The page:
Sherlock Holmes: The Valley of Fear

Sherlock Holmes: The Valley of Fear
Alternative editions:
Valley of Fear Review
Alternative editions:
  • UK publisher / ISBN: SelfMadeHero - 978-1-910593-34-9
  • Release date: 2011
  • UPC: 9781910593349
  • Contains adult content?: no
  • Does this pass the Bechdel test?: no
  • Positive minority portrayal?: no

Arthur Conan Doyle’s The Valley of Fear is the fourth and final full-length Sherlock Holmes novel. It’s a mixture of classic English (or British, Conan Doyle was Scottish after all) country house mystery and a more muscular American style story.

We open, as is usually the case, with the Great Detective and the Good Doctor (that’s Holmes and Watson to the uninitiated) at home in 221B Baker Street, and another stunning reminder of Sherlock’s abilities. No sooner has he deciphered a message without the aid of the key required to do so than a detective arrives to inform him of the death of the person mentioned in the just decoded message.

Then it’s off to Birlstone Manor, our traditional country house, and a locked-room murder mystery with an absolute plethora of clues that include a mysterious brand, a missing wedding ring, a cryptic calling card, a set of muddy footprints, a bloodstain on the window ledge, a misplaced dumb-bell and a victim with his face blown clean off. Phew! Add to this the fact that the house has a moat with a drawbridge that’s taken up every evening, and there’s plenty to exercise Sherlock’s brilliant mind. These plot devices, many of them so commonplace as to be clichéd now, were groundbreaking at the time this was written. Indeed, it’s testament to the success of these stories that so many elements seems familiar to modern readers.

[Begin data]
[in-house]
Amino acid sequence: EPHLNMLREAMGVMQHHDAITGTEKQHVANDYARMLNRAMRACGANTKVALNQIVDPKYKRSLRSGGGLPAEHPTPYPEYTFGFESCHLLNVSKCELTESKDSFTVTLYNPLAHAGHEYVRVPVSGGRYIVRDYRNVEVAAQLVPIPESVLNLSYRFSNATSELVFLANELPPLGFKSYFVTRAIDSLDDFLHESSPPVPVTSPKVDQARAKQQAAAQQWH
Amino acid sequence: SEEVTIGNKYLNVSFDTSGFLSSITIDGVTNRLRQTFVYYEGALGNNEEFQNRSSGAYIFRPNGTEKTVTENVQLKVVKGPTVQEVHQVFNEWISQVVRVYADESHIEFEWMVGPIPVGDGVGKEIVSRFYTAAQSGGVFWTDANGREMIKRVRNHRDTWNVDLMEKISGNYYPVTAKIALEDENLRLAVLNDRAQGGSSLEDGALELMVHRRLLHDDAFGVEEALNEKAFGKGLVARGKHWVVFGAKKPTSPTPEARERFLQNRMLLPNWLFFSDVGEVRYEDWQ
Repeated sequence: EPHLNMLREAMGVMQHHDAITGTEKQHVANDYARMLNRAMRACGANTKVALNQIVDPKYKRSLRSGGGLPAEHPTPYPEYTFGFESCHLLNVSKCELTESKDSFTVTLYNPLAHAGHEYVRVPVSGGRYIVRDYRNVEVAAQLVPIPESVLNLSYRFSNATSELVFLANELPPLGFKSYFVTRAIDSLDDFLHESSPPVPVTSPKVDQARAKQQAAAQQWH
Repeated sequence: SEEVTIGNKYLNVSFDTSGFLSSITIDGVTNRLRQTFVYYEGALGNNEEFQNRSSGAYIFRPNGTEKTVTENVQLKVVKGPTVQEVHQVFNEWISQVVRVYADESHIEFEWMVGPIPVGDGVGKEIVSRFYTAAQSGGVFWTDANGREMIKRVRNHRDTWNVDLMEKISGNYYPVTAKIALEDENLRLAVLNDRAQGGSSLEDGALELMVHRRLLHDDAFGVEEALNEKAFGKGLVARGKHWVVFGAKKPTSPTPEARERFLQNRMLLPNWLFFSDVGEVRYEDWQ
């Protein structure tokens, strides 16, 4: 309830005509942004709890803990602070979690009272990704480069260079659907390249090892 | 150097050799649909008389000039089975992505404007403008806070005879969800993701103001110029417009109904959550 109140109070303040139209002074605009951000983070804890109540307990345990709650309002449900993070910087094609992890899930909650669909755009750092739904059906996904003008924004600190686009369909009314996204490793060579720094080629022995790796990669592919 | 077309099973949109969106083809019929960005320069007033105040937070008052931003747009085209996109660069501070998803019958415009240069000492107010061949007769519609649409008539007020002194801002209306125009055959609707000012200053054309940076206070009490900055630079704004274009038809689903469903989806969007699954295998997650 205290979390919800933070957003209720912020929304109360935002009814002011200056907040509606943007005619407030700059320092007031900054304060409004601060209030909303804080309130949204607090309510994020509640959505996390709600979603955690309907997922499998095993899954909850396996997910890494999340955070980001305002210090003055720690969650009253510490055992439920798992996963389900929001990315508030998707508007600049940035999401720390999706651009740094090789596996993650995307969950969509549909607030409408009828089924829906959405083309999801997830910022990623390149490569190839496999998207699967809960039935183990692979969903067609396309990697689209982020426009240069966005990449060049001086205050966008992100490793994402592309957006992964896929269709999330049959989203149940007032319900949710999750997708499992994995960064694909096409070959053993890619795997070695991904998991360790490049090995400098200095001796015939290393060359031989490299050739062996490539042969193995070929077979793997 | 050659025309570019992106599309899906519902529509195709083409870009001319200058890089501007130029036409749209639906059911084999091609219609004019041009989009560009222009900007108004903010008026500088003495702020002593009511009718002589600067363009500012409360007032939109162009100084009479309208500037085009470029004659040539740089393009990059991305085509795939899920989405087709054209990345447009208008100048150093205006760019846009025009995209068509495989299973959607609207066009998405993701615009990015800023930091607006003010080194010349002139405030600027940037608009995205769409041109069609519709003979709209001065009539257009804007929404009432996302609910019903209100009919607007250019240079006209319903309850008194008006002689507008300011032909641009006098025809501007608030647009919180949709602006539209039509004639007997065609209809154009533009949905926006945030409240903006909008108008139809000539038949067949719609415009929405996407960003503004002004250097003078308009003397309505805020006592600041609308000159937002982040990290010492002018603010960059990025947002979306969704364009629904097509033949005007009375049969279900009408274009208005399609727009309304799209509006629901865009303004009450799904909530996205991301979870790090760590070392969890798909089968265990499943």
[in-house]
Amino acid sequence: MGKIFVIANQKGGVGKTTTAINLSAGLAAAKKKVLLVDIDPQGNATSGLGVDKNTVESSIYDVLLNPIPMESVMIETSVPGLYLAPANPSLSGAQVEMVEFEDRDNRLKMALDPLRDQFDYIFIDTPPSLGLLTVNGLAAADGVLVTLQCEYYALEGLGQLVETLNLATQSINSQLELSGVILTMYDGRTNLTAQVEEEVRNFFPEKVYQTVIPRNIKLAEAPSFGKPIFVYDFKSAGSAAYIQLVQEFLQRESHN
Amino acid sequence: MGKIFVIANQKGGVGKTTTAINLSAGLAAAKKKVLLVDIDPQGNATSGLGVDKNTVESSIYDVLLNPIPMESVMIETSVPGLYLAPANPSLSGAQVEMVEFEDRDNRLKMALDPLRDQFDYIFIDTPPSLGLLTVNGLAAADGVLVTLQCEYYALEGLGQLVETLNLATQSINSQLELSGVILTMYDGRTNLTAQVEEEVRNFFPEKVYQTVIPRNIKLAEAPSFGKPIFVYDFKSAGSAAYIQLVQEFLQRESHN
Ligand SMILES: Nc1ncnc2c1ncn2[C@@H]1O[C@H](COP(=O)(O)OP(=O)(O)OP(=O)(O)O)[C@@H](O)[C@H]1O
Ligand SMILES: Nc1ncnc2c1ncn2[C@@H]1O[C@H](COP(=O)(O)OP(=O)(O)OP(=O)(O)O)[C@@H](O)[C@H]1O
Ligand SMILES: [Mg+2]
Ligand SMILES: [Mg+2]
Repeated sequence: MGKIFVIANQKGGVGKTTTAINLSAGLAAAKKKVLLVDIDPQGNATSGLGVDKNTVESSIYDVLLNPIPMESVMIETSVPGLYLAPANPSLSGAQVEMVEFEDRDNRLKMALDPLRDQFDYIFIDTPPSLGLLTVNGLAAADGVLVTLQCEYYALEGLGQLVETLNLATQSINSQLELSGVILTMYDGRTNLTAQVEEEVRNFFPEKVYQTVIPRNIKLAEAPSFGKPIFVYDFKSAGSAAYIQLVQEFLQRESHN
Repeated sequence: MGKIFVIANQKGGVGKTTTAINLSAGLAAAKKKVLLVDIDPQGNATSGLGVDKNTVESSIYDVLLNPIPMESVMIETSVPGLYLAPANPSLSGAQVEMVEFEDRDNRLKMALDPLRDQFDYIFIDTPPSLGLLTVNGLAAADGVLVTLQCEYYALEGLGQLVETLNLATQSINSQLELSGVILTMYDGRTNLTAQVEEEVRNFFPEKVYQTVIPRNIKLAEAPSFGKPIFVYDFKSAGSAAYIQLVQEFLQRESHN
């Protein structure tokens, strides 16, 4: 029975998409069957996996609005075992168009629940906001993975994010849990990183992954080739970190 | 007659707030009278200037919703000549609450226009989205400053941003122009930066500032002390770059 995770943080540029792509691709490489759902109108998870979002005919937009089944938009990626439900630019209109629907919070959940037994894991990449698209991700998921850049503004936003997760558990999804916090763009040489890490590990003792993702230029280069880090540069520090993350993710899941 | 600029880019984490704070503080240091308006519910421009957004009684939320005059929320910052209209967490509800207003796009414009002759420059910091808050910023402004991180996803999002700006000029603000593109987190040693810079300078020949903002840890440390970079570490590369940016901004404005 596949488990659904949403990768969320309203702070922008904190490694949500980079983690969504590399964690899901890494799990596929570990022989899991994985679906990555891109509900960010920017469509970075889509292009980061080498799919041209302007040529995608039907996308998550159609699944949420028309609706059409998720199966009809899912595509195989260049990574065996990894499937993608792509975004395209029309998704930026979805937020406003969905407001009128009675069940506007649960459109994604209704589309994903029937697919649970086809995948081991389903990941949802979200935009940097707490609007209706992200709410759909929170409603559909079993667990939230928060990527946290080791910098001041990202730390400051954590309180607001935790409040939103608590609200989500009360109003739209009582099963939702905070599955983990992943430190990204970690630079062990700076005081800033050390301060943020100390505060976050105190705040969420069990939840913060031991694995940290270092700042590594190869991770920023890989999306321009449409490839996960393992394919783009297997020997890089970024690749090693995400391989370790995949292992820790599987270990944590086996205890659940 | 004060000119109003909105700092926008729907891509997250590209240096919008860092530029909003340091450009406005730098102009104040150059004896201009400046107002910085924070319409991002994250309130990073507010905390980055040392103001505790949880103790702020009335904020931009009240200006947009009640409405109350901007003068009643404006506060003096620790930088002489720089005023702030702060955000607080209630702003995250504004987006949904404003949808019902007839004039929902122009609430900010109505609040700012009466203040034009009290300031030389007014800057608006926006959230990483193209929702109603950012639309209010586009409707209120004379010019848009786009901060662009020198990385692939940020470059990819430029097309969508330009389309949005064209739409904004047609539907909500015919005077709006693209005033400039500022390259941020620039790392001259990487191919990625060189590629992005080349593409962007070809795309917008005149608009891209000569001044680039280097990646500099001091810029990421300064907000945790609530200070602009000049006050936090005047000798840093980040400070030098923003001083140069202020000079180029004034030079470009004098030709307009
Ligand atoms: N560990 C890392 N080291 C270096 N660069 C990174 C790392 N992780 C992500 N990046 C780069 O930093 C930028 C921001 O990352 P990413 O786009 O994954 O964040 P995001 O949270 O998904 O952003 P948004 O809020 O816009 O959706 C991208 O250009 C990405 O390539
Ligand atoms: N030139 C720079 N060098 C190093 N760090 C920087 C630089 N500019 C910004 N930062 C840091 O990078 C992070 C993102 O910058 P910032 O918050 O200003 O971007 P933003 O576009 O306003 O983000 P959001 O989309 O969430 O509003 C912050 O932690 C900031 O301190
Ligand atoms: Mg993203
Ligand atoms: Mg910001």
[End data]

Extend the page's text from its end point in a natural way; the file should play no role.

The central story-within-a-story was largely based on the exploits of James McParland, a Pinkerton agent who infiltrated a notorious Irish gang, the Molly Maguires, and published the story of his exploits. Many consider this section to be the first example of what would become known as ‘hard-boiled’ detective fiction.

Writer Ian Edginton and artist I.N.J. Culbard, old hands by this point, have yet again done a fine job of adapting the original into a graphic novel. Some of the artwork is perhaps a little less polished than the other Sherlock Holmes books, with more blank backgrounds and less impressive brushwork on display. Nevertheless, this book, considered the least of the novels by many Holmes fans, is able to hold its own alongside the other three.

SelfMadeHero weren’t taking much of a gamble re-releasing these titles in this new pocket-sized edition, as the books had already been very well received when they’d been issued at a large size several years previously.  It’s nice to see a fresh version of this series, one that can hold its head up high as one of the most faithful and successful Sherlock Holmes adaptations.